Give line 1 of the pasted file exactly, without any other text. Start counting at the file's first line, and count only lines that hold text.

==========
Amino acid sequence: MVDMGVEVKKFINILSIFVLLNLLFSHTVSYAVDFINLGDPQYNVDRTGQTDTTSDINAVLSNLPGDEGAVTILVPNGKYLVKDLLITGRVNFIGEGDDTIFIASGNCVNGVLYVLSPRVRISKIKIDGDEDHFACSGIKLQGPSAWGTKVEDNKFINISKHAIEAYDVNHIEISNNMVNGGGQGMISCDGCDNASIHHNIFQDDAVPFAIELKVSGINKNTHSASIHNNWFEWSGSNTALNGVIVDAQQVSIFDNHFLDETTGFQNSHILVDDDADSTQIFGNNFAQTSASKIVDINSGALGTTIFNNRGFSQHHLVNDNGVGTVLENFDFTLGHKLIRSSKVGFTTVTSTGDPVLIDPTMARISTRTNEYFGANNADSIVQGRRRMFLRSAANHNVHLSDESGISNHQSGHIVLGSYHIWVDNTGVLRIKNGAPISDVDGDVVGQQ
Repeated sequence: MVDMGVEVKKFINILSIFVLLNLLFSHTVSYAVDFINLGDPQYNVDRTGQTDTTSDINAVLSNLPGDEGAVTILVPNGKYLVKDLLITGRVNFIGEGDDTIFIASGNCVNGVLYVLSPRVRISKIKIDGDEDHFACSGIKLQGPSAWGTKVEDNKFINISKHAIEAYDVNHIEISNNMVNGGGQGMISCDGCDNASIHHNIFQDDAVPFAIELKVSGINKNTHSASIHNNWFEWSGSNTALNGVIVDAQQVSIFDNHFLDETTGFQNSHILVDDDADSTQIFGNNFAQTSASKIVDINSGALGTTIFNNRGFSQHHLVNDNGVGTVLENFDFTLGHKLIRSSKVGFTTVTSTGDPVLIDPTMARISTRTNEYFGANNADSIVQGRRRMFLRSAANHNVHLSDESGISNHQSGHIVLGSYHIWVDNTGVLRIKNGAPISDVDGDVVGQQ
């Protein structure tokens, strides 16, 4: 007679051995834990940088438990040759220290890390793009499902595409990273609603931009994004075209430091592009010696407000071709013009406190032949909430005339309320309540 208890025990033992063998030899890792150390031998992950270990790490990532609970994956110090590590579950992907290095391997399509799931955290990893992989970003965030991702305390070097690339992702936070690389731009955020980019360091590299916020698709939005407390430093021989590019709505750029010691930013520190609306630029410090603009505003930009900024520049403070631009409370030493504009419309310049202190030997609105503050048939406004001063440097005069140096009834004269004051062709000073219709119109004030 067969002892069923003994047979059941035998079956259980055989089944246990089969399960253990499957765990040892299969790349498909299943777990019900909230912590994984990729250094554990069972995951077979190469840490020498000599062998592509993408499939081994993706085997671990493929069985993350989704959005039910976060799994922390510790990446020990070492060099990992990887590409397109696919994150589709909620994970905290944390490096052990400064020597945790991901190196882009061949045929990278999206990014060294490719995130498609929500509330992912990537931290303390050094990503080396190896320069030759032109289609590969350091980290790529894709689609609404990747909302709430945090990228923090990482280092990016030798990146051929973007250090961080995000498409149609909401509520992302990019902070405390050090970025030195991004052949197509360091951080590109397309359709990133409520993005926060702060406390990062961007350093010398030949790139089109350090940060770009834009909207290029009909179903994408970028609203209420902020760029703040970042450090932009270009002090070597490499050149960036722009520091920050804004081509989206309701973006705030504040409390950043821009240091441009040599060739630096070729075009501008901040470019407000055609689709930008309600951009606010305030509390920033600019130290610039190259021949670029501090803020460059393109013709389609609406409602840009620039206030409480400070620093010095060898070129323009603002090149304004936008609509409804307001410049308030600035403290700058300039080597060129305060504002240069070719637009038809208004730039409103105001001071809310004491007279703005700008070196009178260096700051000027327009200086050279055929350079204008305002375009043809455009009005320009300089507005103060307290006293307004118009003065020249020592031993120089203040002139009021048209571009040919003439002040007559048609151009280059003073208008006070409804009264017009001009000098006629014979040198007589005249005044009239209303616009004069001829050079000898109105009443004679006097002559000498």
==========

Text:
Amino acid sequence: MVDMGVEVKKFINILSIFVLLNLLFSHTVSYAVDFINLGDPQYNVDRTGQTDTTSDINAVLSNLPGDEGAVTILVPNGKYLVKDLLITGRVNFIGEGDDTIFIASGNCVNGVLYVLSPRVRISKIKIDGDEDHFACSGIKLQGPSAWGTKVEDNKFINISKHAIEAYDVNHIEISNNMVNGGGQGMISCDGCDNASIHHNIFQDDAVPFAIELKVSGINKNTHSASIHNNWFEWSGSNTALNGVIVDAQQVSIFDNHFLDETTGFQNSHILVDDDADSTQIFGNNFAQTSASKIVDINSGALGTTIFNNRGFSQHHLVNDNGVGTVLENFDFTLGHKLIRSSKVGFTTVTSTGDPVLIDPTMARISTRTNEYFGANNADSIVQGRRRMFLRSAANHNVHLSDESGISNHQSGHIVLGSYHIWVDNTGVLRIKNGAPISDVDGDVVGQQ